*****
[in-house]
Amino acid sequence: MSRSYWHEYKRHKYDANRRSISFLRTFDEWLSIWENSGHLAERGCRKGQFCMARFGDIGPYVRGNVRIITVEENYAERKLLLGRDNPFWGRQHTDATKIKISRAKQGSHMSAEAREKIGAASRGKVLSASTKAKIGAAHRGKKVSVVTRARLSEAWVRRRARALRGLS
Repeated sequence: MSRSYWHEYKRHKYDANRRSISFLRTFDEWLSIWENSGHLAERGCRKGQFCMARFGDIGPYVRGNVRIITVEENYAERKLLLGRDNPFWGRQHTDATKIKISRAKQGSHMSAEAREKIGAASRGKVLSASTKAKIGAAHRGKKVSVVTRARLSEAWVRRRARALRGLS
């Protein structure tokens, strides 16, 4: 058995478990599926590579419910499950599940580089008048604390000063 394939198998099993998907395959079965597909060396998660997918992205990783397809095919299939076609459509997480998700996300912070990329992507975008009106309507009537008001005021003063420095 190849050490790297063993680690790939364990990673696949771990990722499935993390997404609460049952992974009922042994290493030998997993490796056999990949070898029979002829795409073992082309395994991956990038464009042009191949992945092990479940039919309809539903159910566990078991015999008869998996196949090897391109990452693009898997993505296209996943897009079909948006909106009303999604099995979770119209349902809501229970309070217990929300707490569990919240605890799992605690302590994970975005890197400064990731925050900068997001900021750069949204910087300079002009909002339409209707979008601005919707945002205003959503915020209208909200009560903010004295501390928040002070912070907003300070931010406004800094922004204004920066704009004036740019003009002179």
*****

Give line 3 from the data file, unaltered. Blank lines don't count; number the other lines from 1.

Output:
Repeated sequence: MSRSYWHEYKRHKYDANRRSISFLRTFDEWLSIWENSGHLAERGCRKGQFCMARFGDIGPYVRGNVRIITVEENYAERKLLLGRDNPFWGRQHTDATKIKISRAKQGSHMSAEAREKIGAASRGKVLSASTKAKIGAAHRGKKVSVVTRARLSEAWVRRRARALRGLS